The first U.S. war against Iraq began in 1991 with 37 days of nonstop bombing. The second Iraq war unleashed 2,500 air missions in the first 24 hours in 2003. The third Iraq war—declared by President Barack Obama in an address to the nation Wednesday night, where he expanded it to include Syria—is trading “shock and awe” for what Obama says will be a “comprehensive and sustained” military campaign.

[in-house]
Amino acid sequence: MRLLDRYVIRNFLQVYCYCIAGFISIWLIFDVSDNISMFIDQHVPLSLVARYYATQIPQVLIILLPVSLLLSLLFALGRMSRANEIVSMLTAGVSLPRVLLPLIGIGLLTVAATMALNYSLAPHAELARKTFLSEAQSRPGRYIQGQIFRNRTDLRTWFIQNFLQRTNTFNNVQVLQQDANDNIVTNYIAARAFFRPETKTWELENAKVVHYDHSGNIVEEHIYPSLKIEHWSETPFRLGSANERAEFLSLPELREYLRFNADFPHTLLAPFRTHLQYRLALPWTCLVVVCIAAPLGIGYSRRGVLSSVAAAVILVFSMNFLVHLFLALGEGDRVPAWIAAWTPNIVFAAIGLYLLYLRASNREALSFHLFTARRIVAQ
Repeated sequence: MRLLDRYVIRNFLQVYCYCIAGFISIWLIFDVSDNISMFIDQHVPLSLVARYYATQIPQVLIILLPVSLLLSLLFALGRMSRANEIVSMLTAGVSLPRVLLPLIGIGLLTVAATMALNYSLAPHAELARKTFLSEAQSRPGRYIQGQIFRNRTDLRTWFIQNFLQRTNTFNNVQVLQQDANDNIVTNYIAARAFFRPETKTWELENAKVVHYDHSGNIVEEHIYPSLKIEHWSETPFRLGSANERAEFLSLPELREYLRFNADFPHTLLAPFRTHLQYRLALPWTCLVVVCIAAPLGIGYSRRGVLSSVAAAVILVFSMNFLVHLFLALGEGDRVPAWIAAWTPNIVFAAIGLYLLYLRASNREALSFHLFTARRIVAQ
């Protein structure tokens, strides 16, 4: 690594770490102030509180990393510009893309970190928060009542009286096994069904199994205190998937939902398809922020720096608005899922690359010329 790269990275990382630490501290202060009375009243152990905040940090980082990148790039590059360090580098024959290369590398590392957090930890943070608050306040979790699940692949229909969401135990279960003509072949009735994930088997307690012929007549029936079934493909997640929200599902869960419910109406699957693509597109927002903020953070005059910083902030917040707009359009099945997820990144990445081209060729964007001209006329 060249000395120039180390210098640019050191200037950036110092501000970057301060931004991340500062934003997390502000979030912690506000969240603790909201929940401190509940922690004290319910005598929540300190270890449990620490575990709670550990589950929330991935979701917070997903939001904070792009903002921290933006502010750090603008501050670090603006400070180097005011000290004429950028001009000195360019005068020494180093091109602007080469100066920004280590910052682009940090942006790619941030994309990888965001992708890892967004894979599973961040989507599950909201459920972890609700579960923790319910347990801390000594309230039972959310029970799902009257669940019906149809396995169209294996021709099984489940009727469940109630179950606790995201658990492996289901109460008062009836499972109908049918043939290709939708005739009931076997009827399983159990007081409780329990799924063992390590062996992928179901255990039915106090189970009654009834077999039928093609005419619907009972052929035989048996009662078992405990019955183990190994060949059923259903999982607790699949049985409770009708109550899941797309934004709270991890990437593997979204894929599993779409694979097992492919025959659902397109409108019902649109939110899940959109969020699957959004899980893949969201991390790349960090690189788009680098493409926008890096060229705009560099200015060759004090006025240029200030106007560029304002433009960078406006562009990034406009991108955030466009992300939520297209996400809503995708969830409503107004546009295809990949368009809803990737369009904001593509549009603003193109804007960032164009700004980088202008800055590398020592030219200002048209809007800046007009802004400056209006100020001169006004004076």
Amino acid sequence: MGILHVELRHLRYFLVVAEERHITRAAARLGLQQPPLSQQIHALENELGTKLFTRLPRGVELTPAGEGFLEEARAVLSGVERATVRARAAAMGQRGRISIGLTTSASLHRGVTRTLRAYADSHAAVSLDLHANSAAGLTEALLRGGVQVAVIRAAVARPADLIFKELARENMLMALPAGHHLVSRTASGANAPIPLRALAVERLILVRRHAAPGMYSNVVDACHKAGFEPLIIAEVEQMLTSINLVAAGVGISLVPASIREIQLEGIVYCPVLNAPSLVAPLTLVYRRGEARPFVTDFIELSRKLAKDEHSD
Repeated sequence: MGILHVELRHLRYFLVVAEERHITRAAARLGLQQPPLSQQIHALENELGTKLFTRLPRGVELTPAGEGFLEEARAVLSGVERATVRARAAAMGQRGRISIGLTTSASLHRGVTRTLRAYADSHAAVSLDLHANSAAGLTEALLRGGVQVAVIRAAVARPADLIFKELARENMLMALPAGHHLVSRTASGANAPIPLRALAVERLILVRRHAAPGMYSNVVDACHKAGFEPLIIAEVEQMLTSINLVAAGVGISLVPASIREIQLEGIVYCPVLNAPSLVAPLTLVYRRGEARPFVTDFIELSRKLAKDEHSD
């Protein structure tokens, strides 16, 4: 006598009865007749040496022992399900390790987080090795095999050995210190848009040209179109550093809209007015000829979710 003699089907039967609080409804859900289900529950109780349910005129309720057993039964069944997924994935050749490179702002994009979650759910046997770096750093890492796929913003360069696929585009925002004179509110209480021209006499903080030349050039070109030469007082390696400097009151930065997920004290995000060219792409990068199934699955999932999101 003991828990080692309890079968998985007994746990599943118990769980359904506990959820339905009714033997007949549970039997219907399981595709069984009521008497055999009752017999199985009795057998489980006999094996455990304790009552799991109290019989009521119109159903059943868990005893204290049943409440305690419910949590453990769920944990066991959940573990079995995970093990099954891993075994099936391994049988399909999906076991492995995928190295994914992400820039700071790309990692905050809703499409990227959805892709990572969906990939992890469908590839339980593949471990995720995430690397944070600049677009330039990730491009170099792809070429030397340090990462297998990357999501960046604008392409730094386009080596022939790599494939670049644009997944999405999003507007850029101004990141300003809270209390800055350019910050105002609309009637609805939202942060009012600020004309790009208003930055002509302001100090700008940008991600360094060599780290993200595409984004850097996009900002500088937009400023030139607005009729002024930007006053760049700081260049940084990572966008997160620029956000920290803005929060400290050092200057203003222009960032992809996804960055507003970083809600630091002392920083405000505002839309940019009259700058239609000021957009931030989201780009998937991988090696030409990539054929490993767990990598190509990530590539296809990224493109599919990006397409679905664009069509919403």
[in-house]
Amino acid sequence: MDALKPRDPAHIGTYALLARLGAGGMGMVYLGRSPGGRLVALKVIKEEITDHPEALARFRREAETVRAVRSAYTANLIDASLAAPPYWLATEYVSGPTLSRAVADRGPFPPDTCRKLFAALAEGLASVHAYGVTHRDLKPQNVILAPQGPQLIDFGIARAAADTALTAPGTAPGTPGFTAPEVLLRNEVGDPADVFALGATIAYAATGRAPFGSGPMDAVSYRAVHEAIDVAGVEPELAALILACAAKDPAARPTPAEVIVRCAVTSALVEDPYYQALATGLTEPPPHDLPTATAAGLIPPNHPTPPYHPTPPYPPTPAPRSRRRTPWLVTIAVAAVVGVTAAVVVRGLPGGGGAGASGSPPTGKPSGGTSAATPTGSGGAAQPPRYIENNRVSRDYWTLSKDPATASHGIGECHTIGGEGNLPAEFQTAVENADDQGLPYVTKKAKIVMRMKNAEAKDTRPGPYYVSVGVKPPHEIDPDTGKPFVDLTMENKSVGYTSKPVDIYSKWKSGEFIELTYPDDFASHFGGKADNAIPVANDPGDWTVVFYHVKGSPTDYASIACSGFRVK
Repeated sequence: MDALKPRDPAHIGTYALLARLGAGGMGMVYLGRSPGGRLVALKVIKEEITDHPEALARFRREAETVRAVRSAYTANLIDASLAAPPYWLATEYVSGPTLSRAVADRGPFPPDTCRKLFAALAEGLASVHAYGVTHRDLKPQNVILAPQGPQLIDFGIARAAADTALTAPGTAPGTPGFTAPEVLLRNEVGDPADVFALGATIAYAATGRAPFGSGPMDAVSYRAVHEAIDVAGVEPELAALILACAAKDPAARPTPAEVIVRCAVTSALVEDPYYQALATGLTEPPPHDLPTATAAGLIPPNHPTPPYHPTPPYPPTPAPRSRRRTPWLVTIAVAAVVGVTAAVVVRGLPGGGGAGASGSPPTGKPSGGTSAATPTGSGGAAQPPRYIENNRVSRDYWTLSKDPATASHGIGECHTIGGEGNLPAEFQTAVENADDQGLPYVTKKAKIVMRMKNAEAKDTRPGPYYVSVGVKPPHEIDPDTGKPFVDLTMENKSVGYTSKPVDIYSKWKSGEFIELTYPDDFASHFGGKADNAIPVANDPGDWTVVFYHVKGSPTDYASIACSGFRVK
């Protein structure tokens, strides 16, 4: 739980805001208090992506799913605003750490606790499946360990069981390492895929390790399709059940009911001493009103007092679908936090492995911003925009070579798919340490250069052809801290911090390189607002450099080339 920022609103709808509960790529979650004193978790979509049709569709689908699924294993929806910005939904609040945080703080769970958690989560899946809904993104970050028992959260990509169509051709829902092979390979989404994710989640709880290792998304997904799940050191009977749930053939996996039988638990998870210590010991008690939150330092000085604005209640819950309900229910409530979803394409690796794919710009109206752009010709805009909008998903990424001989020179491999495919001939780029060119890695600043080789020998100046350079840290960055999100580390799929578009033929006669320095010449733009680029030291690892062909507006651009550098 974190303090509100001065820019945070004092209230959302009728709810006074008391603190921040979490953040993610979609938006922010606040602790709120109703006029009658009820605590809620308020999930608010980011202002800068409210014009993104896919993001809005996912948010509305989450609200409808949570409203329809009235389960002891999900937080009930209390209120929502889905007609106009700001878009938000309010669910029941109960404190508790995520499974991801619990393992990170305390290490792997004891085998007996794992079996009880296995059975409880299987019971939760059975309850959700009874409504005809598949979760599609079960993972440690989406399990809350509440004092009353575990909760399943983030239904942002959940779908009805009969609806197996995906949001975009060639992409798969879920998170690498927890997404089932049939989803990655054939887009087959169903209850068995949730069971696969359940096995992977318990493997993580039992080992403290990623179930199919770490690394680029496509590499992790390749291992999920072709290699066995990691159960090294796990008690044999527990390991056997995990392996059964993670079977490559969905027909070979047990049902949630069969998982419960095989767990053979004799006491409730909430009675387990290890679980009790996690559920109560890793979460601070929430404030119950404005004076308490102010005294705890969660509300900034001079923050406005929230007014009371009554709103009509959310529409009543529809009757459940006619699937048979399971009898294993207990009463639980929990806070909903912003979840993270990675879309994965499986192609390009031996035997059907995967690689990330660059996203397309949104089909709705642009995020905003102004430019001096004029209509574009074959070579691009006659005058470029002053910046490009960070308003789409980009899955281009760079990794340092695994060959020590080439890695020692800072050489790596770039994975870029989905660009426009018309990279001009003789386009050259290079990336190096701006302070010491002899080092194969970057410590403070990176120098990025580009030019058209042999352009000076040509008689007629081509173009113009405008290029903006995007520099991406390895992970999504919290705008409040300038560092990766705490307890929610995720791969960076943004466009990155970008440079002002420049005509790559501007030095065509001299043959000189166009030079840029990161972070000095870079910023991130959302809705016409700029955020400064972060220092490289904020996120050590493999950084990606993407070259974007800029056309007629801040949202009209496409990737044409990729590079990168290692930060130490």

Those first two wars were against Saddam Hussein and his forces. This third conflict is against the Islamic State of Iraq and Greater Syria, a group of perhaps 10,000 dedicated Islamist terrorists who have proclaimed an Islamic state the size of Britain that straddles large chunks of both Iraq and Syria.
Will a small-bore and prolonged mission—perhaps three years, according to some Pentagon officials—get the job done?